Mel Birnkrant Presents:
All of the Art on this site is one of a kind, created by CHARLES PONSTINGL, for the sheer joy of it.
He intended it as loving homage to the Great Comic Artists of former days.
The images are based upon the work of many, including some that were created by, and are
“Copyright The Walt Disney Company” The writing and photography is “Copyright Mel Birnkrant”.
Toy dealers and toy collectors are often one in the same. Many dealers begin as collectors, and sell to others in order to maintain their hobby. Then, over time, some collectors become fulltime dealers, but, nonetheless, the inspired quest to discover treasures remains unchanged. The most creative dealers are gifted with an “Eye”, able to see uniqueness and beauty in objects others would see as ordinary. Then, they have to take the chance of investing their money, in the hopes that some collector will verify their foresight by purchasing that object at a profit. The most gifted dealers know exactly how to price an item, based solely on its rarity or intrinsic aesthetic merit. These dealers love collectors who verify their vision, and visa versa. They often become the best of friends.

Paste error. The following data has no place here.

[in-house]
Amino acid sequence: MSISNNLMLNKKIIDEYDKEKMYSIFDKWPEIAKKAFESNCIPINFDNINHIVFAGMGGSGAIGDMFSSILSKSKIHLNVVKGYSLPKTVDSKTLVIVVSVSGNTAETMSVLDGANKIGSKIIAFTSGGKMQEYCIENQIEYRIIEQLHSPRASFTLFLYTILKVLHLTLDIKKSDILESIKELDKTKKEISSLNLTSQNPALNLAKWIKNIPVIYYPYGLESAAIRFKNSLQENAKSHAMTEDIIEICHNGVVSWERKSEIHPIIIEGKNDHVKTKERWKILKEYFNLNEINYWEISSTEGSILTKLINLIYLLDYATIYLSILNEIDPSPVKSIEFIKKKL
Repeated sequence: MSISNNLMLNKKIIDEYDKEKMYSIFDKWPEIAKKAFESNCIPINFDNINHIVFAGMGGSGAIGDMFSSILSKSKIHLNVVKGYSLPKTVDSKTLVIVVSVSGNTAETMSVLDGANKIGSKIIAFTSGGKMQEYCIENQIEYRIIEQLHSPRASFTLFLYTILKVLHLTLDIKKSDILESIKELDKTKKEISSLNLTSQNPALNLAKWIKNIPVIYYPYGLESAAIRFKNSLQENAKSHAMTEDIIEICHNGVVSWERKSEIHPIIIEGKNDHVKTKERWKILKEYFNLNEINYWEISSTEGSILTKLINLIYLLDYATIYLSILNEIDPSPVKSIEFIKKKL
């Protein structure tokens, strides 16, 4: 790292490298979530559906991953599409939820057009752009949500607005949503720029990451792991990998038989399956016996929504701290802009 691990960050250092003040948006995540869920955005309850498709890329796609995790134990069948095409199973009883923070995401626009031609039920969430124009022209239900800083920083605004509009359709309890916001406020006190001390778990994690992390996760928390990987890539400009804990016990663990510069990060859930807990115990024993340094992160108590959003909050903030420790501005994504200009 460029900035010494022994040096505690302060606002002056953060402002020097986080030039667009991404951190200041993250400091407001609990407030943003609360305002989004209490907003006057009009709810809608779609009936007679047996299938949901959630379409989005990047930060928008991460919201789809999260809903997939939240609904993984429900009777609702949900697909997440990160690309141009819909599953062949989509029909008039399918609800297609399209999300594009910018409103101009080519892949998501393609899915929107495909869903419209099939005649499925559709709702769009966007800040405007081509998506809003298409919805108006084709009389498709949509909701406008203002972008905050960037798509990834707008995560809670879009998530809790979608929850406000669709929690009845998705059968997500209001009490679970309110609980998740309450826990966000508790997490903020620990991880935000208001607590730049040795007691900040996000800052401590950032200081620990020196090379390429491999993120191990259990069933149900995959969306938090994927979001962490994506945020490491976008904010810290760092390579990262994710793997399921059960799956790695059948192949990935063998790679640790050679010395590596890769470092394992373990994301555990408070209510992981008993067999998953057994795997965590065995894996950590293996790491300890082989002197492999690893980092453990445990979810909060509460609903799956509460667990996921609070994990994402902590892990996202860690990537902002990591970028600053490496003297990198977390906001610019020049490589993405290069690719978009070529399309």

On the other hand, there are some dealers, who are just in it for the money; for them, the word “customer” is synonymous with “victim”. They price an item based on their cunning ability to intuit a customer’s level of obsession, and ask whatever outrageous price they sense their dependency will bear. And so it is, toy dealers run the gamut, from Princely to Predatory. As a collector, I have tiptoed through the two extremes, smitten with many dealers, bitten by a few. It is from this rarified group of unique individuals, toy collectors and toy dealers, that I have collected most of my best friends, and perhaps, an enemy or two.